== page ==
[whatwg] Can we change the base URL of fallback entries in appcache manifests? and other feedback

Ian Hickson ian at hixie.ch
Mon May 7 13:40:28 PDT 2012

On Tue, 2 Aug 2011, Michael Nordman wrote:
> > On Mon, 13 Jun 2011, Michael Nordman wrote:
> > >
> > > Let's say there's a page in the cache to be used as a fallback 
> > > resource, refers to the manifest by relative url...
> > >
> > > <html manifest='x'>
> > >
> > > Depending on the url that invokes the fallback resource, 'x' will be 
> > > resolved to different absolute urls. When it doesn't match the 
> > > actual manifest url, the fallback resource will get tagged as 
> > > FOREIGN and will no longer be used to satisfy main resource loads.
> > >
> > > I'm not sure if this is a bug in chrome or a bug in the appcache 
> > > spec just yet. I'm pretty certain that Safari will have the same 
> > > behavior as chrome in this respect (the same bug). The value of the 
> > > manifest attribute is interpreted as relative to the location of the 
> > > loaded document in chrome and all webkit based browsers and that 
> > > value is used to detect foreign'ness.
> > >
> > > The workaround/solution for this is to NOT put a manifest attribute 
> > > in the <html> tag of the fallback resource (or to put either an 
> > > absolute url or host relative url as the manifest attribute value).
> >
> > Or just make sure you always use relative URLs, even in the manifest.
> >
> > I don't really understand the problem here. Can you elaborate further?
> Suppose the fallback resource is setup like this...
> / FallbackPage.html
> ... and that page contains a relative link to the manifest in its
> <html> tag like so...
> <html manifest=file.manifest>
> Any server request that fails under / will get FallbackPage.html in
> response. For example...
> /SomePage.html
> When the fallback is used in this case the manifest url will be
> interpreted as /file.manifest
> /Some/Other/Page.html
> And in this case the manifest url will be interpreted as
> /Some/Other/file.manifest

Ah, I see. Yes, that's an interesting point. We could have fallback pages 
say that their default base URL is the URL of the fallback page... would 
implementations be willing to do that?

> On Fri, 1 Jul 2011, Michael Nordman wrote:
> > >
> > > Cross-origin resources listed in the CACHE section aren't retrieved 
> > > with the 'Origin' header
> >
> > This is incorrect. They are fetched with the origin of the manifest. 
> > What makes you say no Origin header is included?
> I don't see mention of that in the draft?

The algorithm for updating the cache explicitly says:

   "Fetch the resource, from the origin of the URL /manifest URL/"

> I'm not familiar with CORS usage. Do xorigin subresource loads of all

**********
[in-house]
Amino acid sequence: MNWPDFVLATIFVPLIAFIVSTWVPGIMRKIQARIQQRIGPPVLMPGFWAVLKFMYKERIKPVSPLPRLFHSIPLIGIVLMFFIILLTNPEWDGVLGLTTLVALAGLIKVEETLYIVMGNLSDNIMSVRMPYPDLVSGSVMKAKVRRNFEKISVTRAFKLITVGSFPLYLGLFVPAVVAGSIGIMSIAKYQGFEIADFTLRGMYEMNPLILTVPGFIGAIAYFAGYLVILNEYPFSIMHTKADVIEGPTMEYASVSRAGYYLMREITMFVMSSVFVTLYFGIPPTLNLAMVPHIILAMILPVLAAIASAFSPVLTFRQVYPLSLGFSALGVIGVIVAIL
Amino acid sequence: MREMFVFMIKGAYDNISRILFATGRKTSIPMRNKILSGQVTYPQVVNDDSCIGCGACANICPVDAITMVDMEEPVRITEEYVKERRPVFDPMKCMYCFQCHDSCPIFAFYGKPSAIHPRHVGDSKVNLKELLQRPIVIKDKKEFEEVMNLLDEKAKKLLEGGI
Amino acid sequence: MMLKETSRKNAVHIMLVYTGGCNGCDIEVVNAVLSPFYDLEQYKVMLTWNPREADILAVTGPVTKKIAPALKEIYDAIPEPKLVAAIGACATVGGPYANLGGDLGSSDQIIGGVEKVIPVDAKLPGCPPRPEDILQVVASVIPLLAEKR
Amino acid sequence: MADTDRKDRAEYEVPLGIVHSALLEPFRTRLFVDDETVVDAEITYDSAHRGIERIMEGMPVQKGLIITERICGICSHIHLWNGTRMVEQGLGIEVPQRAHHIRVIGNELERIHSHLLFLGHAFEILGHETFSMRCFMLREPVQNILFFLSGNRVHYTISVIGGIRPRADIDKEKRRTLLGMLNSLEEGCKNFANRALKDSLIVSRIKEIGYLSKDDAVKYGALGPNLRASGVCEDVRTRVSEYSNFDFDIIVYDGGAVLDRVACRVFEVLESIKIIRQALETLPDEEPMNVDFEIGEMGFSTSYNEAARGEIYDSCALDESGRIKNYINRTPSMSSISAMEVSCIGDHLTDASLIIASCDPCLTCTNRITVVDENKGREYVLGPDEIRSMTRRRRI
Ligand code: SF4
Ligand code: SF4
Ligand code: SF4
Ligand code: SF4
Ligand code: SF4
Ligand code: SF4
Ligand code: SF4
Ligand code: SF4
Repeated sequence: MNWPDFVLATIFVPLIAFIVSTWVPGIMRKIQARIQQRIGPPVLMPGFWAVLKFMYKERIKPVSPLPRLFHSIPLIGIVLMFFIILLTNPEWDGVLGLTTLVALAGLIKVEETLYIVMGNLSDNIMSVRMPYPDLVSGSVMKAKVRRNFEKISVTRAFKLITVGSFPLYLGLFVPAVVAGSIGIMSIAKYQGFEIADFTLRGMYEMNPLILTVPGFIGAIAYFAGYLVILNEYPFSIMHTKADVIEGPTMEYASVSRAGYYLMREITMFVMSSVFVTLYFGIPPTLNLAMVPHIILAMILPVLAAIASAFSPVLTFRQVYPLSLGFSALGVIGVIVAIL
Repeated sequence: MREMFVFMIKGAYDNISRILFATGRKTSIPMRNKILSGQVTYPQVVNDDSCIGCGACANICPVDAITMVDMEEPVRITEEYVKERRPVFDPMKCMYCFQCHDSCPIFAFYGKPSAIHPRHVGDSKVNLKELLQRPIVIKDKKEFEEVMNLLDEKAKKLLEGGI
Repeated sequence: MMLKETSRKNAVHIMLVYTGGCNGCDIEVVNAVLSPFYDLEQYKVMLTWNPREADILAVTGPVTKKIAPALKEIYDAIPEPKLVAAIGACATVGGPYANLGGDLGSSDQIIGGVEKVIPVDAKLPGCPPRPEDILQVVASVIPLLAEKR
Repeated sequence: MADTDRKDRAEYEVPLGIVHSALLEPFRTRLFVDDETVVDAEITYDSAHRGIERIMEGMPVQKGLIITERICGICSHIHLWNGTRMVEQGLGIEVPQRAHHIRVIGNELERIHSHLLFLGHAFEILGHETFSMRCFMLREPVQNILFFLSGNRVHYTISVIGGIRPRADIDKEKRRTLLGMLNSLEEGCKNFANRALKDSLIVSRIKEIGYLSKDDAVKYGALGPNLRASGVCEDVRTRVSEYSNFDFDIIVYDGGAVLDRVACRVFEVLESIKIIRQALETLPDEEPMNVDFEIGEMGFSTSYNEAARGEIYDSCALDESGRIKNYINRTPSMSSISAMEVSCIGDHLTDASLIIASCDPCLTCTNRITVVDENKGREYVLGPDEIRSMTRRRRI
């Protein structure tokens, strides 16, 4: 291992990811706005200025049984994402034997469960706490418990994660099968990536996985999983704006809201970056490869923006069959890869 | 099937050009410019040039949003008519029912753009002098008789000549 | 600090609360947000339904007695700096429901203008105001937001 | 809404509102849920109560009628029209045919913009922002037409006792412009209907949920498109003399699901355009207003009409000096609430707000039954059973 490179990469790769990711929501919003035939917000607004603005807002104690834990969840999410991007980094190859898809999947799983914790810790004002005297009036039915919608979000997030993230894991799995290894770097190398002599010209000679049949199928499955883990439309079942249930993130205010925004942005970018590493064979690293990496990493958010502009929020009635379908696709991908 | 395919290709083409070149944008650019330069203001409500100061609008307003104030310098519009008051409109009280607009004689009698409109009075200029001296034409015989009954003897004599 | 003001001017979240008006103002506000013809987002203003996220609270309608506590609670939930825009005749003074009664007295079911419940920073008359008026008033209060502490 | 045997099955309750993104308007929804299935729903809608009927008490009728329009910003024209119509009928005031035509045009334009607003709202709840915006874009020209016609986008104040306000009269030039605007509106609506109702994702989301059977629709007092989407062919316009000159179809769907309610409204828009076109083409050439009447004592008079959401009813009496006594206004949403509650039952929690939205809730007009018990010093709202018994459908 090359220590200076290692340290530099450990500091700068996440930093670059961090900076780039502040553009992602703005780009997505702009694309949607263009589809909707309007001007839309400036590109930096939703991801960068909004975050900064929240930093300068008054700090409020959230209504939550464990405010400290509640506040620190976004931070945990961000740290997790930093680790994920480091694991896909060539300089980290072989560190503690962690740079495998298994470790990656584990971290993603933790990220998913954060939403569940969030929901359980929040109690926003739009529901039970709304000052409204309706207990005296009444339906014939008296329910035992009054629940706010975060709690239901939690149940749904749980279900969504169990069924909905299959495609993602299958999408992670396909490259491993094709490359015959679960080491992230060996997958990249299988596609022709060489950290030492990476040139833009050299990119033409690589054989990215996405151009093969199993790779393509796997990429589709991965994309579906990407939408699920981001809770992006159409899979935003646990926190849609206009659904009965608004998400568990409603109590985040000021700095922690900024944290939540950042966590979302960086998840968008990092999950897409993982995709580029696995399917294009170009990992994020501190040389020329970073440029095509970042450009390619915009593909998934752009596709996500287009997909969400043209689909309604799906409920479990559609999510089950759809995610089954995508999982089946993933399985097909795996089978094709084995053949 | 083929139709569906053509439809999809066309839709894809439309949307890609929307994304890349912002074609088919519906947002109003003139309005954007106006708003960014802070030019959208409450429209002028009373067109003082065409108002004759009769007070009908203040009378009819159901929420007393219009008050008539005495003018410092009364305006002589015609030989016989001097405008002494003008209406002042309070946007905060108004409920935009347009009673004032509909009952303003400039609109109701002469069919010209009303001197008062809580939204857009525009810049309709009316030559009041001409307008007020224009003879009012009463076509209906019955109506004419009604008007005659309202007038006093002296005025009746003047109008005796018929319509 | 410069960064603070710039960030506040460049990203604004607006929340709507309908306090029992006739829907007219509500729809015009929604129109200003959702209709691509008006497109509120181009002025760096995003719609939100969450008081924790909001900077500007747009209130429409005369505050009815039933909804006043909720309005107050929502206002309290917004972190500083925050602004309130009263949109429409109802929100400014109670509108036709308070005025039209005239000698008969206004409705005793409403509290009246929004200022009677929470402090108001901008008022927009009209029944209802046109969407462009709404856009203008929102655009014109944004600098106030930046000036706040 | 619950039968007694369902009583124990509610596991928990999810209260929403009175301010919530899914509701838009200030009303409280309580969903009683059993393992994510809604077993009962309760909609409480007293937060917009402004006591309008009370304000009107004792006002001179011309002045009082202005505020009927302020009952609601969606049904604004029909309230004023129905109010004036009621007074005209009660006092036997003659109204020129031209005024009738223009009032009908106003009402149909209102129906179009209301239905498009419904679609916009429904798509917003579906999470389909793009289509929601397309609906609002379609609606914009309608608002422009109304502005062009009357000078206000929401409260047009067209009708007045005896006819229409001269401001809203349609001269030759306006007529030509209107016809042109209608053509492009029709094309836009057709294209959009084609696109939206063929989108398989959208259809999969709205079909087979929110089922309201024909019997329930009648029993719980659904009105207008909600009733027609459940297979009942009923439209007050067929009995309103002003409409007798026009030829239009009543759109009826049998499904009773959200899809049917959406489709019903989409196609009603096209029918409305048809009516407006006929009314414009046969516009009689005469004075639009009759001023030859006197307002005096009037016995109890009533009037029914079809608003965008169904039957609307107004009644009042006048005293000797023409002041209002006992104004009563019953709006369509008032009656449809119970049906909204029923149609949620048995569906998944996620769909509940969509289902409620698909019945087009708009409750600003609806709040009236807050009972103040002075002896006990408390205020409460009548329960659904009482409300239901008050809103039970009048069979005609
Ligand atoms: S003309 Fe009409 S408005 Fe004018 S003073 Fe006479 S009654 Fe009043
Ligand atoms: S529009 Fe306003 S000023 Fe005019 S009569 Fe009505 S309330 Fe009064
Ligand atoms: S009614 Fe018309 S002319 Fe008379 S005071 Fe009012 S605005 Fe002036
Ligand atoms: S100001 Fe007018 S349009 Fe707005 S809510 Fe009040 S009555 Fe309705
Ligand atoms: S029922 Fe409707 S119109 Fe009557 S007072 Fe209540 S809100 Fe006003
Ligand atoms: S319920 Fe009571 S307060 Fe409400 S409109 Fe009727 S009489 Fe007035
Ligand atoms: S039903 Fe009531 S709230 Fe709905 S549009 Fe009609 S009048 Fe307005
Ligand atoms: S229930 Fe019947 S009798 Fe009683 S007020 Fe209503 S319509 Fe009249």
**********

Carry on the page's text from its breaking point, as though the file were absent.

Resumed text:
> kinds (.js, .css, .png) carry the Origin header?

Depends on how the "fetch" algorithm is invoked.

On Wed, 3 Aug 2011, Cameron Heavon-Jones wrote:
> >>>
> >>> There are definite UX limitations to that approach - the content 
> >>> can't provide visual hinting during the autocomplete, for example 
> >>> (it would be nice if a photo gallery could trim down the set of 
> >>> photos from my friends as I narrow in on the name).
> >> 
> >> This would seems to be ok as long as the contents remain sandboxed 
> >> until selection is confirmed.
> > 
> > Assuming the photos are server-side, there's no way to do this without 
> > giving the app essentially full read access to the contacts.
> My assumption was that this was client-side.

I don't see how one's friends' photos could be client side.

> It makes no difference though, in the case of file selection through a 
> modal dialog, the requesting page has no knowledge of if the file is 
> coming from a local hard drive or networked resource, this is the power 
> of the abstraction. It works the same for network-only resources.

I don't follow.

On Wed, 3 Aug 2011, Michael Nordman quoted a developer as saying:
> Docs maintains a set of appcaches which it uses for various purposes. 
> Each editor, for example, has a cache.  There are also cases where 
> different documents require different versions of the same editor.
> The set of caches required on a particular browser depends on the 
> documents synced there.  A given set of documents will require a 
> particular (much smaller) set of caches to open.  The set of caches 
> required on a given browser is therefore dynamic, changing as documents 
> enter and leave the set of those synchronized.

That seems very confused. Appcache is designed so that you can cache the 
applicaton (the editor) separately from the documents. The documents would 
go into a client-side database.

This is similar to how desktop software works. You don't install a new 
copy of WordPerfect for every document you create.

Ian Hickson               U+1047E                )\._.,--....,'``.    fL
http://ln.hixie.ch/       U+263A                /,   _.. \   _\  ;`._ ,.
Things that are impossible just take longer.   `._.-(,_..'--(,_..'`-.;.'

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